red & being one of the highest levels of covid. Since NM has a

very high percentage of vaccinations and mask wearing

adherence and covid precautions, why did she think NM was

very red? Dr. Goinder's opinion was that travel from the

neighboring states lower vaccination & mask rates AND NM

HOSPITALS TAKING COVID CASES FROM TEXAS, ARIZONA

and some Colorado raises our covid hospitalization

numbers resulting in NM being vibrantly RED on the map.

It was not necessarily representing NM resident rates. 😒

If this us true, I am livid that our New Mexican Healthcare

workers & Hospitals are suffering from Texas disregard for

vaccines, mask mandates and federal health guidelines.

We are losing nurses, Dr.s, and Healthcare Workers, as

well as limited emergency room access for New Mexico

Residents!!!

Is this true??? If so, I am livid at our Governor allowing

Texas & ARIZONA to injure us for their follies.

Erich Kuerschner

Hmmm... I got my booster yesterday, and was pleased that the waiting room had a large air filter present. Not so comfortable with [University of] New Mexico Hospital’s chief quality and safety officer. suggesting hand washing as a safeguard rather than improving air quality. Bit then then air quality may be something that was never discussed in her training. IMHO, it would have been MUCH more helpful, had she advised the public that one need not buy a commercial air infiltration system like El Centro was using. For slightly over $100, one can get all the components of a DIY 11SF, 2" thick Merv 13 filter, including the tape.

https://www.youtube.com/watch?v=Q6XuVHsan4Y

Emily Koyama

The Gov's finger is hovering over that "lockdown" button....

Robert Fields

Well, if our hospitals are filling up with covid protections as they are now, do we really want our hospitals to reach the point that they can’t take new patients? That impacts everyone’s health that needs emergency care. When hospitals fill, so do ambulances as they end up being holding spaces for patients who have to wait to be admitted. Covid patients are apparently filling up and could ultimately paralyze our health care system.

The article mentions that people getting so sick they need hospitalization would have contracted covid about 2 weeks ago but Thanksgiving was just last week and undoubtedly will result in a spike in cases and hospitalizations in another 2 weeks give or take. Then comes Christmas. Then New Years. And our hospitals are almost full now.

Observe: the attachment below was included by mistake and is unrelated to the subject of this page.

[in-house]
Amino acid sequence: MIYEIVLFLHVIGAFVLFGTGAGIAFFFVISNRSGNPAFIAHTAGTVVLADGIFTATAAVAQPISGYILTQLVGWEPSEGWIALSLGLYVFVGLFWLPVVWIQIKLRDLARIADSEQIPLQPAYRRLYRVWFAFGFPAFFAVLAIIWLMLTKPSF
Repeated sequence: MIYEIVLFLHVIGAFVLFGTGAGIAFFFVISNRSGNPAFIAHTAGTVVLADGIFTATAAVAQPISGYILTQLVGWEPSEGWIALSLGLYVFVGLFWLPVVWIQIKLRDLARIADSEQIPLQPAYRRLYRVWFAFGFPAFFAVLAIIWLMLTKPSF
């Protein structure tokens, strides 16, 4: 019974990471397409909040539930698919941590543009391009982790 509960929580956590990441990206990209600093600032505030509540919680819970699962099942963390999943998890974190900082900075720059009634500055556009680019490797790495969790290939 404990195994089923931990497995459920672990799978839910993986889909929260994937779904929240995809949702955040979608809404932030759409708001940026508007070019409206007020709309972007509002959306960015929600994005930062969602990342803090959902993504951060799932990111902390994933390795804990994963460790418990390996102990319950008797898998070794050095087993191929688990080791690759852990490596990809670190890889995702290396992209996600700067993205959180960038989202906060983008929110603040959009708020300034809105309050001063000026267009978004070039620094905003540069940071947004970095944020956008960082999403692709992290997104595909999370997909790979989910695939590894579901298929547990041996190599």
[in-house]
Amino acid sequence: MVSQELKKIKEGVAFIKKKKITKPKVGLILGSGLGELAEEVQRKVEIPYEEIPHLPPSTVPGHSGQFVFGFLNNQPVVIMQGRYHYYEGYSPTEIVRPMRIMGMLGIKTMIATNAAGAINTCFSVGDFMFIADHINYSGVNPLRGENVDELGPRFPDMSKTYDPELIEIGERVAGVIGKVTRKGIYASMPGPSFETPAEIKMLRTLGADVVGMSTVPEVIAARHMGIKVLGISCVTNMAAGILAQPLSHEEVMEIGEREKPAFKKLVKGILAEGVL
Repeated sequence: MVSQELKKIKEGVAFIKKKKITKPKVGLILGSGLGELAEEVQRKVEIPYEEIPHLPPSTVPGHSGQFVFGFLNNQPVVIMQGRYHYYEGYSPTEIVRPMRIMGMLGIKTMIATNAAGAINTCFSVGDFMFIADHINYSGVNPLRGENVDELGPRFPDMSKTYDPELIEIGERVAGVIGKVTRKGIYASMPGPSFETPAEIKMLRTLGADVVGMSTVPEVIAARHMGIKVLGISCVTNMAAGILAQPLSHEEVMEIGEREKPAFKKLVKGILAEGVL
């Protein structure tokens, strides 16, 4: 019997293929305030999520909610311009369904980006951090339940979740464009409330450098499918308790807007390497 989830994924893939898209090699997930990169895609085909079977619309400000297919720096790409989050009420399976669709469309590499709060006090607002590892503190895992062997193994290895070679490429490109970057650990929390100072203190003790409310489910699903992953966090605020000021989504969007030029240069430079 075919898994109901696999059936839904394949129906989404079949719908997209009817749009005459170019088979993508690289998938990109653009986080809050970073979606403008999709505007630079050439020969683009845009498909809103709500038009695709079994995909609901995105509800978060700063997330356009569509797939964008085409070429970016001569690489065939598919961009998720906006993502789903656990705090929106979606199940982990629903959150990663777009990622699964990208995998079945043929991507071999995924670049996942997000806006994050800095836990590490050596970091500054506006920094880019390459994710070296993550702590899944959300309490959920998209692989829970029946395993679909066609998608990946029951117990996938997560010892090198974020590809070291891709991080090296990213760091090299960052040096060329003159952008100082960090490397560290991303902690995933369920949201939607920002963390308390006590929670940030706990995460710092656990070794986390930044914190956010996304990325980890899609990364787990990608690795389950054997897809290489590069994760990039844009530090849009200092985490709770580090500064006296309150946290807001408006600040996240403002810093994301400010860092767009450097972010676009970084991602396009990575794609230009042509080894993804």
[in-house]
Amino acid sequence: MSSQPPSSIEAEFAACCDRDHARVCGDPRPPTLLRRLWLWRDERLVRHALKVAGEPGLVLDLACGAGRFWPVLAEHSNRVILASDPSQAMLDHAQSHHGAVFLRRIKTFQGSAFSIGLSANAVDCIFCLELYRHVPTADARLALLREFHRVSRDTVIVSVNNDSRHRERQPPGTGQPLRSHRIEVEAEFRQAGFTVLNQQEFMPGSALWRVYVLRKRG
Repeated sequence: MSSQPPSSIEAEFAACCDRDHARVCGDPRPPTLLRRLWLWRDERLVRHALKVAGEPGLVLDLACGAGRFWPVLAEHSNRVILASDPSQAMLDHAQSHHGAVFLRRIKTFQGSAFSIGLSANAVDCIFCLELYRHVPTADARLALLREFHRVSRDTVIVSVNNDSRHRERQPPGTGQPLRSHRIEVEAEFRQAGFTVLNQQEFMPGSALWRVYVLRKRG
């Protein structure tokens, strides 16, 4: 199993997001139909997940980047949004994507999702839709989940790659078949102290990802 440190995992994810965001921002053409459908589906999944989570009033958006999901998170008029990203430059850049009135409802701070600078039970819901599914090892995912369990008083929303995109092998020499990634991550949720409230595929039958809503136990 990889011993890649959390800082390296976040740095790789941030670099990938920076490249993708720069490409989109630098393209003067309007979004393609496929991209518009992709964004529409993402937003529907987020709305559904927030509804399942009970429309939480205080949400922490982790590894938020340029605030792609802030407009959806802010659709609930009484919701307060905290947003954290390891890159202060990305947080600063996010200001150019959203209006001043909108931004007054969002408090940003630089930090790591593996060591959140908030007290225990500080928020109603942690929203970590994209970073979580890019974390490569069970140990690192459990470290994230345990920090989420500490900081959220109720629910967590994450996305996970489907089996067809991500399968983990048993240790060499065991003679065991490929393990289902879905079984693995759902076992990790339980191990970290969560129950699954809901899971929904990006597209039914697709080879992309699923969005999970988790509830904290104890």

What is your solution?

Emily Koyama

Well, despite relatively high vaccination rates and more stringent mask and lockdown requirements then many other States, New Mexico is not doing so great, and other States that have been less restrictive are definitely doing better when it comes to infection rates and deaths per capita.

Sure, I think more vaccinations will help but I will help but I don't think lockdown's will.

Robert Fields

While we have mask requirements, we don’t seem to have great compliance. I see it whenever I’m out. We also have pockets of vaccine resistance which tend to be where the highest infection rates are. You can see the map on New Mexico’s Covid Dashboard. It’s not really fair to point at the rule and say “our numbers should be lower” while ignoring the reasons our numbers are higher.

This isn’t rocket science. We know masks reduce transmission and we know most of the sick and hospitalized are unvaccinated. How does anyone connect those dots and conclude it’s because our rules are too strict?

Also, states like Florida, Texas, and others with republican governors have changed how their states report covid deaths to make the numbers appear lower. You’re comparing apples and oranges when you say New Mexico isn’t doing as well as those other states. The states aren’t reporting the same things so you can’t compare just by the numbers being reported.

https://www.statnews.com/2021/01/25/undercounting-covid-19-deaths-greatest-in-pro-trump-areas-analysis-shows/

https://www.orlandoweekly.com/Blogs/archives/2021/03/30/florida-is-undercounting-covid-19-deaths-per-new-report

https://www.houstonchronicle.com/news/investigations/article/covid-death-toll-houston-tx-texas-higher-data-15478269.php

Emily Koyama

Sorry not convinced... The fact remains that 45 States are doing better than New Mexico, and most of them have less stringent mandates and lower vaccination rates.

Cherry picking a few articles about reporting variances does not change that.